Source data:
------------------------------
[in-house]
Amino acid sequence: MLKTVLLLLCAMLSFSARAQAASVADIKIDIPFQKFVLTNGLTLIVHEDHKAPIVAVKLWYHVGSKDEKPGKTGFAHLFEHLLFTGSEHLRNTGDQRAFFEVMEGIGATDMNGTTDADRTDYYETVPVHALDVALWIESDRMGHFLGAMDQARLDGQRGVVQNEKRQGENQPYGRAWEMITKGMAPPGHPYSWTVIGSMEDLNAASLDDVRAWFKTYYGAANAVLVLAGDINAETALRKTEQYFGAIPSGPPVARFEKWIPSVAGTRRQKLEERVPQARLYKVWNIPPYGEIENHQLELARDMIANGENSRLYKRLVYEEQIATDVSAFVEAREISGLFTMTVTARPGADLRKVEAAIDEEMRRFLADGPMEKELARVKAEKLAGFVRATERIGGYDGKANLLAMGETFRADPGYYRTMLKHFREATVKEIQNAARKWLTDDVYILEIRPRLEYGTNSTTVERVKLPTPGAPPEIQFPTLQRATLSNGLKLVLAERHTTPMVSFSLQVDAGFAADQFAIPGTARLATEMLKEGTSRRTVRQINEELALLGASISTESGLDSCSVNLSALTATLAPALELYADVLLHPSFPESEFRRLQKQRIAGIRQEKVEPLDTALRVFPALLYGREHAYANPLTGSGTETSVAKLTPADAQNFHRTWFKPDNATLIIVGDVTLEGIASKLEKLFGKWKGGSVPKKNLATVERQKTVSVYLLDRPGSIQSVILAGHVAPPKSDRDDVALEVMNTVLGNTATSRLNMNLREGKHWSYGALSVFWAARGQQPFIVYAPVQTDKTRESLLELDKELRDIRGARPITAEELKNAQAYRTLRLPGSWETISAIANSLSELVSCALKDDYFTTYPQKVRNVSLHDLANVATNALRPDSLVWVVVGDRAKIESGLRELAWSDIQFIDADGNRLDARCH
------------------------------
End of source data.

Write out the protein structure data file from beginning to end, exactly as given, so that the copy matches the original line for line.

[in-house]
Amino acid sequence: MLKTVLLLLCAMLSFSARAQAASVADIKIDIPFQKFVLTNGLTLIVHEDHKAPIVAVKLWYHVGSKDEKPGKTGFAHLFEHLLFTGSEHLRNTGDQRAFFEVMEGIGATDMNGTTDADRTDYYETVPVHALDVALWIESDRMGHFLGAMDQARLDGQRGVVQNEKRQGENQPYGRAWEMITKGMAPPGHPYSWTVIGSMEDLNAASLDDVRAWFKTYYGAANAVLVLAGDINAETALRKTEQYFGAIPSGPPVARFEKWIPSVAGTRRQKLEERVPQARLYKVWNIPPYGEIENHQLELARDMIANGENSRLYKRLVYEEQIATDVSAFVEAREISGLFTMTVTARPGADLRKVEAAIDEEMRRFLADGPMEKELARVKAEKLAGFVRATERIGGYDGKANLLAMGETFRADPGYYRTMLKHFREATVKEIQNAARKWLTDDVYILEIRPRLEYGTNSTTVERVKLPTPGAPPEIQFPTLQRATLSNGLKLVLAERHTTPMVSFSLQVDAGFAADQFAIPGTARLATEMLKEGTSRRTVRQINEELALLGASISTESGLDSCSVNLSALTATLAPALELYADVLLHPSFPESEFRRLQKQRIAGIRQEKVEPLDTALRVFPALLYGREHAYANPLTGSGTETSVAKLTPADAQNFHRTWFKPDNATLIIVGDVTLEGIASKLEKLFGKWKGGSVPKKNLATVERQKTVSVYLLDRPGSIQSVILAGHVAPPKSDRDDVALEVMNTVLGNTATSRLNMNLREGKHWSYGALSVFWAARGQQPFIVYAPVQTDKTRESLLELDKELRDIRGARPITAEELKNAQAYRTLRLPGSWETISAIANSLSELVSCALKDDYFTTYPQKVRNVSLHDLANVATNALRPDSLVWVVVGDRAKIESGLRELAWSDIQFIDADGNRLDARCH